Tenth Circuit Enforces Civil Penalties Against Employer for IRCA Violation

In Split Rail Fence Co. v. United States, the Tenth Circuit affirmed an administrative law judge’s (“ALJ”) summary decision, which imposed civil penalties on Split Rail Fence Company, Inc. for violating the Immigration Reform and Control Act (“IRCA”).

The IRCA was enacted in 1986 by Congress and established an extensive “employment verification system, designed to deny employment to aliens who (a) are not lawfully present in the United States or (b) are not lawfully authorized to work in the United States.” This verification system is known as the I-9 system. It specifically requires the following of employers:

  • To verify the identity of their employees and ensure they are eligible to work in the United States by examining certain documents; and
  • To complete and retain an Employment Eligibility Verification Form (“I-9 Form”) for each employee.

There is a list of acceptable documents found on the I-9 Form which employers must examine for each employee, then record the title, number and expiration (if any) of those documents on the I-9 Form. By requiring employers to review these documents, the IRCA is imputing knowledge on employers to know who they are hiring and if those individuals are lawfully able to seek employment in the United States.

The IRCA makes it unlawful for an employer to:

  1. Hire an alien knowing the alien is an unauthorized alien (“knowing hire violation”);
  2. Hire an individual without complying with the I-9 system (“paperwork violation”); or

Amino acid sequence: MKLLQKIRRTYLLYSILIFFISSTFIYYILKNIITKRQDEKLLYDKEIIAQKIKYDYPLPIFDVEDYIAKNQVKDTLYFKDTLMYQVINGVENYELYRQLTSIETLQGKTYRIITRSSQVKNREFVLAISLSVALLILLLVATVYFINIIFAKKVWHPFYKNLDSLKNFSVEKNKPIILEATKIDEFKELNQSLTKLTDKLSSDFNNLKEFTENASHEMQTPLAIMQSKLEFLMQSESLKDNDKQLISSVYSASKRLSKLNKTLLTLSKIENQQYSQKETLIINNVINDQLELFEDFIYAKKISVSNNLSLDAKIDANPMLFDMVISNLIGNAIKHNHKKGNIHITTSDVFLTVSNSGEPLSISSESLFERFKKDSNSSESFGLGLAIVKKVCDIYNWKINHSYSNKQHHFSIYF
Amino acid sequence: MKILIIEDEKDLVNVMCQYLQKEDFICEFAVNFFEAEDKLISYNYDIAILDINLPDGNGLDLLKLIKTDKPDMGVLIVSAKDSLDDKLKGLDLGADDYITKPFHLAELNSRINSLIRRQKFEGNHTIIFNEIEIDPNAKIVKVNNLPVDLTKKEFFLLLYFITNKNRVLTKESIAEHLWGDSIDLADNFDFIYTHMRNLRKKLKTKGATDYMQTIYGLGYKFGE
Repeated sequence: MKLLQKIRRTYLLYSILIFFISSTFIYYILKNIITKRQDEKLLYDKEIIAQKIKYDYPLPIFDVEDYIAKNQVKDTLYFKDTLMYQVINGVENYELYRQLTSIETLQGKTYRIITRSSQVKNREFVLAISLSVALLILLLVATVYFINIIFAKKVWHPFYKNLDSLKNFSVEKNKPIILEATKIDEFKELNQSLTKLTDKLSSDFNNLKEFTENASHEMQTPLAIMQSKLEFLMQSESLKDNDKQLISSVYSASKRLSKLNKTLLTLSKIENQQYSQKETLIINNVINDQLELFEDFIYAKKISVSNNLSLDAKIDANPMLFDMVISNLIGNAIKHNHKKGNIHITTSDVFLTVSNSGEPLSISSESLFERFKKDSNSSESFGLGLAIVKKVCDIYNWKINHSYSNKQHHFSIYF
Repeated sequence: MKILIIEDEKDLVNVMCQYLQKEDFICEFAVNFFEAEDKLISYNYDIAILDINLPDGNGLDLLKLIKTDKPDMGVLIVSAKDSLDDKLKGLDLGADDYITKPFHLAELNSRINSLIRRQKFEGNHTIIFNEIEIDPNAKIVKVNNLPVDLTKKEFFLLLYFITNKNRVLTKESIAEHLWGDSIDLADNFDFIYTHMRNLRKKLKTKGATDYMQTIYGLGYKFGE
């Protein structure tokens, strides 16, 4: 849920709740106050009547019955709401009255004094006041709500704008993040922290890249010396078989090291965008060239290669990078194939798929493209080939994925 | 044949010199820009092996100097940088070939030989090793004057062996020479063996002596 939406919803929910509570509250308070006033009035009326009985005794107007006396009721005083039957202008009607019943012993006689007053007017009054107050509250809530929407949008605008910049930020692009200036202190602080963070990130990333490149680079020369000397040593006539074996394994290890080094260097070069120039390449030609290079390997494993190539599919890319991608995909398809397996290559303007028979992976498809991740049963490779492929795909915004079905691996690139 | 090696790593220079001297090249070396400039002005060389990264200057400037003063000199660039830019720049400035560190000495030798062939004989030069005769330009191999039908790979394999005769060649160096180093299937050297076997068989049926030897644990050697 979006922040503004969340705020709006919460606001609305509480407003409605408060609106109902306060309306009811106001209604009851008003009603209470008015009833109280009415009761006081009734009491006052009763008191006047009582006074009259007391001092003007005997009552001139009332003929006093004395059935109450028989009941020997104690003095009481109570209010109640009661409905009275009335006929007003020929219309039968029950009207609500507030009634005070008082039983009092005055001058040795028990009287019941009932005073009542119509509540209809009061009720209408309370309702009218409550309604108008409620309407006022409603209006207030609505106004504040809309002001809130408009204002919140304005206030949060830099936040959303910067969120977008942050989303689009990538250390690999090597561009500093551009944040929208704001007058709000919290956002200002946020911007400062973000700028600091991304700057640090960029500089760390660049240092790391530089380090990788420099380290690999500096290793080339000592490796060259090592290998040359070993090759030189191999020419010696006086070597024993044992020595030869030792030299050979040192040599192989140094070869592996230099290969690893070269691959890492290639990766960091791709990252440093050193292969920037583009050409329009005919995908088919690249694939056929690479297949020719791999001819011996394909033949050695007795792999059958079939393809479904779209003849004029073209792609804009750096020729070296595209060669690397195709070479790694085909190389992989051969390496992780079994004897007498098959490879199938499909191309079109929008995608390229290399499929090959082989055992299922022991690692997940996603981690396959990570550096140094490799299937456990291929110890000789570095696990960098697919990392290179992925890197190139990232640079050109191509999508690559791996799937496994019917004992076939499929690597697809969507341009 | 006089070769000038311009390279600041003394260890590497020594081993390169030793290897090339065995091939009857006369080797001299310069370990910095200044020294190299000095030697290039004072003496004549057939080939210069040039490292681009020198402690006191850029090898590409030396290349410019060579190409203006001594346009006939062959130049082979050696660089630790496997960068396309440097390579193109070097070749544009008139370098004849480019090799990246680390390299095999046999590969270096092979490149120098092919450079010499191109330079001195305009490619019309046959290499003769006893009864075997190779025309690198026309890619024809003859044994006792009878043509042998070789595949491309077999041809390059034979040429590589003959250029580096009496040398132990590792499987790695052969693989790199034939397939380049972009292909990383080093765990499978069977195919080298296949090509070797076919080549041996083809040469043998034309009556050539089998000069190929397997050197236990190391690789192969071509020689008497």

3. Continue to employ an alien, knowing the alien is (or has become) an unauthorized alien (“knowing continue to employ violation”).

Split Rail Fence Company, Inc. (“Split Rail”), is a Colorado business that sells and installs fencing materials. In June 2009 Immigration and Customs Enforcement (“ICE”), an agency within the Department of Homeland Security, inspected Split Rail to determine its compliance with the IRCA. In September 2009, ICE issued Split Rail a Notice of Suspect Documents, which identified 32 current employees and 51 terminated employees with suspicious documentation. Twenty-three (23) of the 32 current employees were immediately terminated. The nine remaining employees continued to work for Split Rail. In February 2010, ICE served Split Rail with a Notice of Intent to Fine and in June 2010, ICE and Split Rail reached a settlement agreement.

One year later, in June 2011, ICE again mailed Split Rail a Notice of Inspection and in August 2011 mailed Split Rail a Notice of Suspect Documents, identifying nine current employees and one terminated employee who had incomplete I-9 Forms. All but one of the individuals identified in 2011 were the same individuals identified in 2009 by ICE. In September 2011 ICE served Split Rail with a Notice of Intent to Fine. Split Rail took no steps regarding the questioned employees’ I-9 Forms.

After a complaint was filed in April 2012 by ICE against Split Rail an Administrative Law Judge found that Split Rail had failed to require its employees to present I-9 documentation and failed to offer such documentation to challenge ICE’s evidence of unauthorized statues of those employees. Furthermore the ALJ concluded Split Rail had constructive knowledge of the employee’s unauthorized status because after both Notices of Suspect Documents, Split Rail’s efforts to verify the authorization of the employees was inadequate, instead relying on documents not identified on the I-9 Forms.

Fines for violations of IRCA range from $178 per violation (for First Offense) to $21,563 per violation (Third or subsequent offense). For a complete table of penalties, visit, https://www.uscis.gov/i-9-central/penalties. For questions or concerns regarding the IRCA or I-9 Forms, we here at Joseph, Hollander & Craft are willing and able to help.

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